Between now and 2025, an estimated eight million international students will be involved in projects in the OECD area, and Italy is the perfect country to take advantage of this wave of young people to develop new student housing. Jll gives us the lowdown on its latest research project, entitled "Student Housing in Italy”.
Chinese and Indian students arriving in Italy
International movements of students, especially from India and China, is set to become more and more common in the coming years, creating a real need for student accommodation. According to Jll, if in 1990 international students were limited to a threshold of 1.3 million, in 2025 there will be 8 million of them, and this will grow by another 60% until 2027.
The influx of foreign students is increasing year by year in Italian universities: in the last fifteen years, the number of non-Italian students who registered the country has doubled. In all, in the academic year 2016/2017, about 100,000 students from abroad were registered, and you can add to that more than 22,000 students from the Erasmus programme.
At the same time, the number of degree courses offered in English throughout Europe has increased: there were only 55 in 2009, whereas last year they reached 2,900. In Italy in the academic year 2016/2017 they reached 339, and this figure is due to increase in the future.
Italian universities, student residences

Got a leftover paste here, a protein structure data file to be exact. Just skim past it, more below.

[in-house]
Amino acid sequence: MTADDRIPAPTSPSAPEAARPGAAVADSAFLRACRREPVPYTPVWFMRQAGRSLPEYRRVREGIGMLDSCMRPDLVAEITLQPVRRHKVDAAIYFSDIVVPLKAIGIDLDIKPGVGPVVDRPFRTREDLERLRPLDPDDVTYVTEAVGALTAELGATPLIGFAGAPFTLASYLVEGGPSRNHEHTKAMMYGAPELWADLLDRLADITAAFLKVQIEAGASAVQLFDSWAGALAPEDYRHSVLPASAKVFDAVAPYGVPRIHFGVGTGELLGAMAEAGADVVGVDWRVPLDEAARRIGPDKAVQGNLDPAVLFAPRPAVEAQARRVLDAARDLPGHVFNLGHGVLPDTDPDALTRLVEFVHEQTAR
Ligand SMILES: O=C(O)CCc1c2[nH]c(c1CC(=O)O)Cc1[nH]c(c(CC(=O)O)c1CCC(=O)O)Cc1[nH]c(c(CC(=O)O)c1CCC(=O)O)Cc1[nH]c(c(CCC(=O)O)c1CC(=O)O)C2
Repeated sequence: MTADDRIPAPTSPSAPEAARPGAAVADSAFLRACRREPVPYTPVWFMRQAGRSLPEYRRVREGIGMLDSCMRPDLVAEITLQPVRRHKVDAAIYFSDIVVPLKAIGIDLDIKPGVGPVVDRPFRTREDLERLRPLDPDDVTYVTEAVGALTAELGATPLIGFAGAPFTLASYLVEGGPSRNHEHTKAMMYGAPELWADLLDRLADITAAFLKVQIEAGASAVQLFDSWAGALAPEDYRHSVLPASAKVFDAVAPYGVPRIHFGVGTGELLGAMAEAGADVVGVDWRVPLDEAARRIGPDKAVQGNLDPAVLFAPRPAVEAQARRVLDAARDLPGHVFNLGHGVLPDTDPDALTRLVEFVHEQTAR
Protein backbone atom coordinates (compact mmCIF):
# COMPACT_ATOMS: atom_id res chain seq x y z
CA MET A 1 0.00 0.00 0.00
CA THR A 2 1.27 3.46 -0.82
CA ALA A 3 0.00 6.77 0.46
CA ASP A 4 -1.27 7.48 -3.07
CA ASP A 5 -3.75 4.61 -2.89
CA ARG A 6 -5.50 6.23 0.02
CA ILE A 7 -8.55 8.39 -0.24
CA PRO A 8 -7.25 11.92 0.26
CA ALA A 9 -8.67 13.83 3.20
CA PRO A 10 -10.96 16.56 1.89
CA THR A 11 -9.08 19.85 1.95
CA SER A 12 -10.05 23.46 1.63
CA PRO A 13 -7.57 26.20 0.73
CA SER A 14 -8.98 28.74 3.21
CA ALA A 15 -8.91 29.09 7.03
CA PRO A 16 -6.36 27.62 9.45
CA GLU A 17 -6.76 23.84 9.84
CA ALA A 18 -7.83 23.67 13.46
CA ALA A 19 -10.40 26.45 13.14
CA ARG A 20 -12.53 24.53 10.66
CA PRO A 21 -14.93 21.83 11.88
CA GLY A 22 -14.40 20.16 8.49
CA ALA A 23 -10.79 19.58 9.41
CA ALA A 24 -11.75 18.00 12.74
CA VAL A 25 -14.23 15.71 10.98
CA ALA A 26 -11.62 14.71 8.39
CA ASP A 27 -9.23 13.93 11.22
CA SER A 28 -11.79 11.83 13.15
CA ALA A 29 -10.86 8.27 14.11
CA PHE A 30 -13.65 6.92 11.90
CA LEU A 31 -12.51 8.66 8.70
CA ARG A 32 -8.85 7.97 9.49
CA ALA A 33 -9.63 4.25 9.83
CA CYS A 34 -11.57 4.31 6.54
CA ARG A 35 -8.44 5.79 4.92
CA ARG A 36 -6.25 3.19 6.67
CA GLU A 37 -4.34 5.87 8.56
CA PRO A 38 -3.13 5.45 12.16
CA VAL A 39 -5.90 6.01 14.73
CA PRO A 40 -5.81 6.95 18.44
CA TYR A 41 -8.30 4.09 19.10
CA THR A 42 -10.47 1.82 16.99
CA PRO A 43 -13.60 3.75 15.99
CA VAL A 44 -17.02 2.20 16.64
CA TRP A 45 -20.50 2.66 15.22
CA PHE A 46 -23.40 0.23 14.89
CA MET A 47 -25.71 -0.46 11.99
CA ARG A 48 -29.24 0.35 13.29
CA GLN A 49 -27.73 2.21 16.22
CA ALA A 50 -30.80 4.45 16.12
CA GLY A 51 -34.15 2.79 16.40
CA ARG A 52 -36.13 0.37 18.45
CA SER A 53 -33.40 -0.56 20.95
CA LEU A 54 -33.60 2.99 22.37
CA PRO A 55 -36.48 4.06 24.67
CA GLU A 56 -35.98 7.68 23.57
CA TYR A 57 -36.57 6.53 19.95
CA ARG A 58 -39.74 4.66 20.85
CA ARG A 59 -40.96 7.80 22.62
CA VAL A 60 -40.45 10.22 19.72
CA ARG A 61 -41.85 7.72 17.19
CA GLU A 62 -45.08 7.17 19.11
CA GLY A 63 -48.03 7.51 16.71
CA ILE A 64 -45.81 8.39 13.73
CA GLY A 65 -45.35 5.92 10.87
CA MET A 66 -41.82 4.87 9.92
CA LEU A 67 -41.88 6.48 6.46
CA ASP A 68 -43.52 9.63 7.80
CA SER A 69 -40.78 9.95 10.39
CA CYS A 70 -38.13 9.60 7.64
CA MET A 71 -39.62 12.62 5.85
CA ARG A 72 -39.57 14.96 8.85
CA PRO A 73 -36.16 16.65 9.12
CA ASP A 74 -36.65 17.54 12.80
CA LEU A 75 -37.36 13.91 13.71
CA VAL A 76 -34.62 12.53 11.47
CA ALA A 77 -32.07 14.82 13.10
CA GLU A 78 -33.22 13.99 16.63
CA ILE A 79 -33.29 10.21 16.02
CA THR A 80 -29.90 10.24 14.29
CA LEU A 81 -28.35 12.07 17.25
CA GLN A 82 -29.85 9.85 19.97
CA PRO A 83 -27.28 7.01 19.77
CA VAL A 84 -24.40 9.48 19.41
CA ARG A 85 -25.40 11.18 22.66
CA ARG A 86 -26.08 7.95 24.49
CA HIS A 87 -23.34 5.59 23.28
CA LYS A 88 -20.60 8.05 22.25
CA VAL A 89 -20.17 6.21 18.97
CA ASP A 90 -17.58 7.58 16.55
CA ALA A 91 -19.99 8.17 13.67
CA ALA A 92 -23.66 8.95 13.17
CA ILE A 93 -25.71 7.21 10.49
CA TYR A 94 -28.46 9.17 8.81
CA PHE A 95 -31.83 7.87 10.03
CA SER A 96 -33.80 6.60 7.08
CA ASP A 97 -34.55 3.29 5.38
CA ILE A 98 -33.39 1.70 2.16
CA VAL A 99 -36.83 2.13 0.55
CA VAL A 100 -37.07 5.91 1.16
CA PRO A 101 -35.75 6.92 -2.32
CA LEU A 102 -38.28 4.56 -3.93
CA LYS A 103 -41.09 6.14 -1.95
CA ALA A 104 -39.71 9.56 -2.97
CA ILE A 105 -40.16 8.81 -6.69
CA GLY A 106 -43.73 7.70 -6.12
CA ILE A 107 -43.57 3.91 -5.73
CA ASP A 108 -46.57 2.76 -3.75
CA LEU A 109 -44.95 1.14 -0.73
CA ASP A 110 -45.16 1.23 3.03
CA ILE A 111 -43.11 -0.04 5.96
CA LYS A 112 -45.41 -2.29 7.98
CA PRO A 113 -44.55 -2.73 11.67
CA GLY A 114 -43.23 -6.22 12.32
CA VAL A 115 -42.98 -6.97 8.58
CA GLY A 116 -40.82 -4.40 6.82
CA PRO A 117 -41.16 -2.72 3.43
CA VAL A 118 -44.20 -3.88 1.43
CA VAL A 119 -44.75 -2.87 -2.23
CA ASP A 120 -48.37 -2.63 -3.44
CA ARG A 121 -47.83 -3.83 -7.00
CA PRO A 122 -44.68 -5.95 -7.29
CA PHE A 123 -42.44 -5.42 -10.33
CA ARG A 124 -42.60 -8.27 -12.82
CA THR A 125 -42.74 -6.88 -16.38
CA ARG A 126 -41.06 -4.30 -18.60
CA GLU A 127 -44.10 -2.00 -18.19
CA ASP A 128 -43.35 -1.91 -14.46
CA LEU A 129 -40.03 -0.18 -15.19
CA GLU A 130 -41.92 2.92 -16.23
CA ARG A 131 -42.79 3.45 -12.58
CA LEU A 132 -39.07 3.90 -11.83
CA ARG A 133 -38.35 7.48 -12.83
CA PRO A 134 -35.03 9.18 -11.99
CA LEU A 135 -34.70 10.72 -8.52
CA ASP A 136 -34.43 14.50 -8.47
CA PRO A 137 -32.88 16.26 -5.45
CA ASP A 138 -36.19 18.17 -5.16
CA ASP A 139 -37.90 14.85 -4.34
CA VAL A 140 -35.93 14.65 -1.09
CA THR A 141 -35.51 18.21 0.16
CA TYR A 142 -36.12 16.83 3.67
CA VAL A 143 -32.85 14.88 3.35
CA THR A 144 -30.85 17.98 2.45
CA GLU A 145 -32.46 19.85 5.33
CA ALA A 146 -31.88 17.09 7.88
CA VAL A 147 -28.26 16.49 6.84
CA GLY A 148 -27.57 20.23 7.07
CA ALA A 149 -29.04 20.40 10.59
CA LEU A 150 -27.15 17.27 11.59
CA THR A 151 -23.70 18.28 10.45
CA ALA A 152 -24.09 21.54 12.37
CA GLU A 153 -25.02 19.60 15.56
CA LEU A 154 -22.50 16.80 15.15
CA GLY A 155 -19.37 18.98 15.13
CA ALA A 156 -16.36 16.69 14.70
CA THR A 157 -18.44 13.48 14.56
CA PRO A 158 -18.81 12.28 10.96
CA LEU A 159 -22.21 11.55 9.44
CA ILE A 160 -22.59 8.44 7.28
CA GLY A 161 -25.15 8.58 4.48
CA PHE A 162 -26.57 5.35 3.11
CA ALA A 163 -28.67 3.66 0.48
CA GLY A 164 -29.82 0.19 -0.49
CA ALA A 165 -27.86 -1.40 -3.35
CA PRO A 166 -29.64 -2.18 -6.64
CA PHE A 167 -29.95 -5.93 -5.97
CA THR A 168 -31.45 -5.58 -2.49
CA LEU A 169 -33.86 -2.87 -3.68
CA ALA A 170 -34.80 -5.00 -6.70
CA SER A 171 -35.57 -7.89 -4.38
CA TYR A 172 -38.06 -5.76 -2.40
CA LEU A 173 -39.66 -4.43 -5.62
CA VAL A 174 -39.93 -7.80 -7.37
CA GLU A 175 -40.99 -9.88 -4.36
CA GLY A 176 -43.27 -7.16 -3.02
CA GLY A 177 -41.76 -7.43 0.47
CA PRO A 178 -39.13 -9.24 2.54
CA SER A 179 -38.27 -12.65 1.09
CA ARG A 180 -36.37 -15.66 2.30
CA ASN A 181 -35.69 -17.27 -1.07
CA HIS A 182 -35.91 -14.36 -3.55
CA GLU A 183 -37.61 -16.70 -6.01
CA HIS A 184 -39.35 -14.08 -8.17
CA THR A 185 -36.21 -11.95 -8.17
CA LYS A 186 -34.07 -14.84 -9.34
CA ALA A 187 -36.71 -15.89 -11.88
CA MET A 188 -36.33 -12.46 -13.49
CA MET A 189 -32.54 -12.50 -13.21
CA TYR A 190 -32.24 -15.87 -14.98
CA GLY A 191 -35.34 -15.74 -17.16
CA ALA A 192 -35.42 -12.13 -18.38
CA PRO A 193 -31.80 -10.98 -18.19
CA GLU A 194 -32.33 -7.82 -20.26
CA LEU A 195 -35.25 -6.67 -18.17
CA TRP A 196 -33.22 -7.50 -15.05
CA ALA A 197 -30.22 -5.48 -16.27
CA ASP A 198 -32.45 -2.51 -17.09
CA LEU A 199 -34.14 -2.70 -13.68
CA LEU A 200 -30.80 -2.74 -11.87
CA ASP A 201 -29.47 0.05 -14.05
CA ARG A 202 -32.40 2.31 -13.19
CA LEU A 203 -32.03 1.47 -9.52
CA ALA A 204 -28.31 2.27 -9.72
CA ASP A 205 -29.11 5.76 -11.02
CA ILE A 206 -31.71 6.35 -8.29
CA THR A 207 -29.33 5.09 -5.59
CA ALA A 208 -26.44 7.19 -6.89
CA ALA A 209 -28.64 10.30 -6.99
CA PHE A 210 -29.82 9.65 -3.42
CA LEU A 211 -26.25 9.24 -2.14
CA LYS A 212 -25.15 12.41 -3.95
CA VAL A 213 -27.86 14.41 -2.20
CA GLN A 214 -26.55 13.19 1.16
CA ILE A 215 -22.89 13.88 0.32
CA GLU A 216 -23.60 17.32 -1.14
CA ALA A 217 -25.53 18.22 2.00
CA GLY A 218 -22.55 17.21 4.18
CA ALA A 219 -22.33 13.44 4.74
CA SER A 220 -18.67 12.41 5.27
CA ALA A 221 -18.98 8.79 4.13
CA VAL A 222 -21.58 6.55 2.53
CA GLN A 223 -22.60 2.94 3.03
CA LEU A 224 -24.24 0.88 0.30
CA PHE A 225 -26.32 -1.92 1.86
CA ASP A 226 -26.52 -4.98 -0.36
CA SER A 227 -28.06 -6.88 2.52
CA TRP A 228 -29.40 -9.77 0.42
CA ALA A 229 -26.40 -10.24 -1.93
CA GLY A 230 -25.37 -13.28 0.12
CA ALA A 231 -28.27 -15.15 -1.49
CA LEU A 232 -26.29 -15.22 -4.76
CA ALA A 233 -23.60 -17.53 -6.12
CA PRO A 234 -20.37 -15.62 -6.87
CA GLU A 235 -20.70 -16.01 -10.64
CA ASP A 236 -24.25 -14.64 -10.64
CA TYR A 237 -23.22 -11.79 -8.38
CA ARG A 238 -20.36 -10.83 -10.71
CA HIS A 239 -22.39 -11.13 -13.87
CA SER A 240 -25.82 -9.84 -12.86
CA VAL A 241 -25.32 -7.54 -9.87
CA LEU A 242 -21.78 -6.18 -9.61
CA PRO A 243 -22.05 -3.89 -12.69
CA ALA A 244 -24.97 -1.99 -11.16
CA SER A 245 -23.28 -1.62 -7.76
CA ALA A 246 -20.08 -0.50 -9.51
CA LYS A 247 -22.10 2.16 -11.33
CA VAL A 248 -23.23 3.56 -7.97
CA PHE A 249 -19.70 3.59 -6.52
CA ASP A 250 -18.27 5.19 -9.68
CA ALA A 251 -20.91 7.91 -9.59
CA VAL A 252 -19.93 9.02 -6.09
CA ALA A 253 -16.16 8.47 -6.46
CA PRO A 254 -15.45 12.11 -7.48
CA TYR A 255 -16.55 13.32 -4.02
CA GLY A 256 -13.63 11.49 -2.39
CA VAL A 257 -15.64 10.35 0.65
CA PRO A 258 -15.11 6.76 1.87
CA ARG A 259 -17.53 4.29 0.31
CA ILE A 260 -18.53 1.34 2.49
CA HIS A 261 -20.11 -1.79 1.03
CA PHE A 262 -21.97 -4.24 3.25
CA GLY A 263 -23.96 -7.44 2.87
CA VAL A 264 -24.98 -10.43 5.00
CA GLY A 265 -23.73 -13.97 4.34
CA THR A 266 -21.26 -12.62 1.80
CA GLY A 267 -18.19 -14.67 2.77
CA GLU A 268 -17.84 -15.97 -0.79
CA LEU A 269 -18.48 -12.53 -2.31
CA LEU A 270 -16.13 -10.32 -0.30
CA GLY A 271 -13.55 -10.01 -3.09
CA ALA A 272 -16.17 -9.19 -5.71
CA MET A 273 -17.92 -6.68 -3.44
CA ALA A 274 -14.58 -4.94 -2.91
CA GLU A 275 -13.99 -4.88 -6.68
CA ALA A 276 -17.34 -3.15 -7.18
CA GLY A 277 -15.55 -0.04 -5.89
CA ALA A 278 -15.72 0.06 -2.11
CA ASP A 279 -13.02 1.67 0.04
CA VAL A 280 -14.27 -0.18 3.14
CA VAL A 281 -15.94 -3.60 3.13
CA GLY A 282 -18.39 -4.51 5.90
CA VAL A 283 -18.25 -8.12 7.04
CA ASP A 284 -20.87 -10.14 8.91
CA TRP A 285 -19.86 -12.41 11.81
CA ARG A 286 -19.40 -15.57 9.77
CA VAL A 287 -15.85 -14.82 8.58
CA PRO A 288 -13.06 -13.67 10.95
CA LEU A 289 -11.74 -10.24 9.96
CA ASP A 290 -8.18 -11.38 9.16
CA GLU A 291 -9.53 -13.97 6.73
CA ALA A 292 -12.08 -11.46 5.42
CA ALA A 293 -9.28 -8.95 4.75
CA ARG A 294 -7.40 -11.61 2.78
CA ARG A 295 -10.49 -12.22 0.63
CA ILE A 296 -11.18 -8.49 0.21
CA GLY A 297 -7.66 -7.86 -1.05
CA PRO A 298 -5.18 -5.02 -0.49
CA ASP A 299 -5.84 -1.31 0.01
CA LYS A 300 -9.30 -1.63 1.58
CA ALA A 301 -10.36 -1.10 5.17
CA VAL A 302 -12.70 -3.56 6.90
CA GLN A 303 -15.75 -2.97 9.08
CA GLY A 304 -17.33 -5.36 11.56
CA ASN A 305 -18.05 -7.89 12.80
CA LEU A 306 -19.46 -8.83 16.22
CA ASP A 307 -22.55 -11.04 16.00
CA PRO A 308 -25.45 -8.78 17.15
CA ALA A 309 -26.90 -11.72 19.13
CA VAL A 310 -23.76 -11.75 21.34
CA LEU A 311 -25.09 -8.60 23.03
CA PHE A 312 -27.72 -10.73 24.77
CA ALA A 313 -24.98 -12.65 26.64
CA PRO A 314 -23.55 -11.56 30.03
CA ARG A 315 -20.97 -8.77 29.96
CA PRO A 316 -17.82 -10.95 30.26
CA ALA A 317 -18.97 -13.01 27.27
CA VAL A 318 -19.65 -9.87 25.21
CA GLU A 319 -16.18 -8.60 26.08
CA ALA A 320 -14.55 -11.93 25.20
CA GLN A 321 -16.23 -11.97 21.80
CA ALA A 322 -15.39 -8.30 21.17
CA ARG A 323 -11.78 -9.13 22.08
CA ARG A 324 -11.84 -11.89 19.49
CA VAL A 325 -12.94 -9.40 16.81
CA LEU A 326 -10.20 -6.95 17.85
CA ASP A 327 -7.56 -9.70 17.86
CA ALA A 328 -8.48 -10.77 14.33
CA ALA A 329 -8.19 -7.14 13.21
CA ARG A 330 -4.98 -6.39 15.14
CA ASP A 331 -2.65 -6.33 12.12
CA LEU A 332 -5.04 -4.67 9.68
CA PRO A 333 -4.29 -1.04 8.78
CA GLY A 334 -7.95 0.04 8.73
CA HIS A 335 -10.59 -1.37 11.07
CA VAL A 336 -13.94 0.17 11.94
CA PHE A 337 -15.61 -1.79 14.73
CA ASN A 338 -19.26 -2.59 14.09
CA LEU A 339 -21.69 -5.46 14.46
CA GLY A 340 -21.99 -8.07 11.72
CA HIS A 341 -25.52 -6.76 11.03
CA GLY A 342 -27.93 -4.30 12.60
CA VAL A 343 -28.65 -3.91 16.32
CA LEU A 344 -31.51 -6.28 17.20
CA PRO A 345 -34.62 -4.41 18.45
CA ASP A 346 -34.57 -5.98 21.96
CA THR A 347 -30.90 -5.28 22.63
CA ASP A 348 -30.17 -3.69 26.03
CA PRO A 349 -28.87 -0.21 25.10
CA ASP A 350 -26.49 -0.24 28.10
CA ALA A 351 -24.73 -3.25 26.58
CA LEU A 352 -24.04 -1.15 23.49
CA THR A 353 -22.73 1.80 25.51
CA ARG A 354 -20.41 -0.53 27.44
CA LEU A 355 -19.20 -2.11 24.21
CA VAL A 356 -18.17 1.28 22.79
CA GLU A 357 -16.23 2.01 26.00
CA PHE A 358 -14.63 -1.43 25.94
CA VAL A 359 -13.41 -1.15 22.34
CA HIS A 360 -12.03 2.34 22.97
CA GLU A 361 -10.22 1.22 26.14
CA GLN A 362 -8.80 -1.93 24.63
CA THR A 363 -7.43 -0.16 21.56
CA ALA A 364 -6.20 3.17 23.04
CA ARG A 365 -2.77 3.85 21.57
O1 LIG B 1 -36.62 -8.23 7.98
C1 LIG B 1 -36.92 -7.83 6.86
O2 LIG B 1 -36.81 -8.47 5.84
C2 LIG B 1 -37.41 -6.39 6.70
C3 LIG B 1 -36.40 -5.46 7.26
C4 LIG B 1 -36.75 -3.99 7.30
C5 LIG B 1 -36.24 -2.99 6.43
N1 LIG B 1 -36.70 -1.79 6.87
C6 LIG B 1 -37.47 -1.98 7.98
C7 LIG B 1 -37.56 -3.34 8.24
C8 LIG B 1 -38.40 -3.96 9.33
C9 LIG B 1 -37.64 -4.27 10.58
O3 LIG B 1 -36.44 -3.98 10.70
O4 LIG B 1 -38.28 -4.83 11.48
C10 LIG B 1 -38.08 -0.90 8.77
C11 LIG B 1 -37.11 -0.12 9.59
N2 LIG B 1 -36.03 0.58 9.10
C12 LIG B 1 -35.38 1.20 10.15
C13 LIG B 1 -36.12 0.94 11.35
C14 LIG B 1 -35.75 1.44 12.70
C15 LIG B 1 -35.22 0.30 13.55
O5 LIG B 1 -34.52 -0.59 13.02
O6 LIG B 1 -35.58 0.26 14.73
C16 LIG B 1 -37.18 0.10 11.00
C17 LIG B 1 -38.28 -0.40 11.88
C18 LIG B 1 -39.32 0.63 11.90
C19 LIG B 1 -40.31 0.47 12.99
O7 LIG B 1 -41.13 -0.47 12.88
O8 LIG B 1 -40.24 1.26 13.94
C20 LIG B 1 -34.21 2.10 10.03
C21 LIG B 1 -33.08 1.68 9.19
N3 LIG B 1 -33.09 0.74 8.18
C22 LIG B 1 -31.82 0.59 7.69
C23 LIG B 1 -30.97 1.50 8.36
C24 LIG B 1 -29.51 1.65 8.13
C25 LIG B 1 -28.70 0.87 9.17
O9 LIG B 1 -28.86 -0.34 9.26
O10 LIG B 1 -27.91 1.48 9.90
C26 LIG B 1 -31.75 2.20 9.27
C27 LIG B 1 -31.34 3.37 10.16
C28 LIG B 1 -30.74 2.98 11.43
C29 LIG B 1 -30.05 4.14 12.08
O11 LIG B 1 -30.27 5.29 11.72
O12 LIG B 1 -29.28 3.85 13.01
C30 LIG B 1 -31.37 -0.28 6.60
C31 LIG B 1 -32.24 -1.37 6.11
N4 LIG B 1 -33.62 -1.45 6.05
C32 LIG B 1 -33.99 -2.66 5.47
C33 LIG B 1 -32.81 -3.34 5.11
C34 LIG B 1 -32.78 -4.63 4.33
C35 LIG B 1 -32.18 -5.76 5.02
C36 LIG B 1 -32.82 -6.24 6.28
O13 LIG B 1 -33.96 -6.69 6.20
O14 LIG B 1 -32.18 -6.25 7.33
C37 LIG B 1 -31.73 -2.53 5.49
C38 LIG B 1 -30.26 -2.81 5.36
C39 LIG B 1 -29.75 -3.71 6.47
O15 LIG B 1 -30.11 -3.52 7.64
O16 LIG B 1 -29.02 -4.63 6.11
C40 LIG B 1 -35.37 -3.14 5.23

This trend of increasing numbers of foreign students is excellent news for Italy, whose universities have long been equipping themselves to offer quality international degrees. Italy has the advantage for students of an affordable cost of living and relatively low university fees compared to the rest of Europe, while still giving excellent quality teaching and value for money.
At the moment, the houses where students live in Italy are mostly owned by their parents (75% of students in Italy live at home with their mum and dad, the highest percentage in Europe). The rest of the student homes are in the hands of private individuals, institutions and various associations, campuses and university halls.
However, the door is also beginning to open to international investors: to date, according to Jll, there are about 50,000 beds available in student residences, compared with a potential demand of over one million students and young workers. The growth and business potential for this student housing sector is more interesting than ever. In Italy, in fact, the ratio between space availability and demand is no more than 3%, while in the United Kingdom it is as high as 34%. In Ireland it’s 15%, in France 11%, in Germany 9% and in the Netherlands and Spain 6%.
University housing in Italy offers great returns for investors
At a global level, the student housing market is considered a mature asset class, but in Italy it’s still limited, with a prevalence of new development projects. In 2017, 6.9 billion investments were recorded at the Europe, Middle East and Africa (EMEA) level (+16% compared to last year), with the United Kingdom playing the lion's share: 83% of this volume is focused on the UK market.
In 2017, students in the UK accounted for 7% of the country's total real estate investment, while in Europe this asset class has an average market share of 3%. In Italy, on the other hand, the sector accounted for only 0.1% of the total, with very interesting net returns: according to Jll, the average rate of return on investment in student housing in Italy ranges from 5.75% to 6.25%.